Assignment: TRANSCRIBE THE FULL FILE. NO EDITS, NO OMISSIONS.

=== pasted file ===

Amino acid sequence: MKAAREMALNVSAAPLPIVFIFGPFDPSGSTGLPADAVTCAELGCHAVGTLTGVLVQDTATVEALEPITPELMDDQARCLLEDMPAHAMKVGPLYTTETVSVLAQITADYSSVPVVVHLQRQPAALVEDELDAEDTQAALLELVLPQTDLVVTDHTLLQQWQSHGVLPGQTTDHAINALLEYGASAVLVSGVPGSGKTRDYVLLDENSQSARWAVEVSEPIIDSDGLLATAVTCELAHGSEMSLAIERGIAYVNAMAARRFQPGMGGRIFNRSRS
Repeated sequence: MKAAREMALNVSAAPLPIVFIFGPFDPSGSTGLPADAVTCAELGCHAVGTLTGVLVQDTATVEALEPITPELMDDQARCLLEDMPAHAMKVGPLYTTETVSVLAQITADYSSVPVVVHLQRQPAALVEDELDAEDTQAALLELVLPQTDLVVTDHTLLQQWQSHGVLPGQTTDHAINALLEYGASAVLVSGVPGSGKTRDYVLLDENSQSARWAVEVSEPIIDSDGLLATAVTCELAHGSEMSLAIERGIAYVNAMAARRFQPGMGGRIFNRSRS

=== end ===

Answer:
Amino acid sequence: MKAAREMALNVSAAPLPIVFIFGPFDPSGSTGLPADAVTCAELGCHAVGTLTGVLVQDTATVEALEPITPELMDDQARCLLEDMPAHAMKVGPLYTTETVSVLAQITADYSSVPVVVHLQRQPAALVEDELDAEDTQAALLELVLPQTDLVVTDHTLLQQWQSHGVLPGQTTDHAINALLEYGASAVLVSGVPGSGKTRDYVLLDENSQSARWAVEVSEPIIDSDGLLATAVTCELAHGSEMSLAIERGIAYVNAMAARRFQPGMGGRIFNRSRS
Repeated sequence: MKAAREMALNVSAAPLPIVFIFGPFDPSGSTGLPADAVTCAELGCHAVGTLTGVLVQDTATVEALEPITPELMDDQARCLLEDMPAHAMKVGPLYTTETVSVLAQITADYSSVPVVVHLQRQPAALVEDELDAEDTQAALLELVLPQTDLVVTDHTLLQQWQSHGVLPGQTTDHAINALLEYGASAVLVSGVPGSGKTRDYVLLDENSQSARWAVEVSEPIIDSDGLLATAVTCELAHGSEMSLAIERGIAYVNAMAARRFQPGMGGRIFNRSRS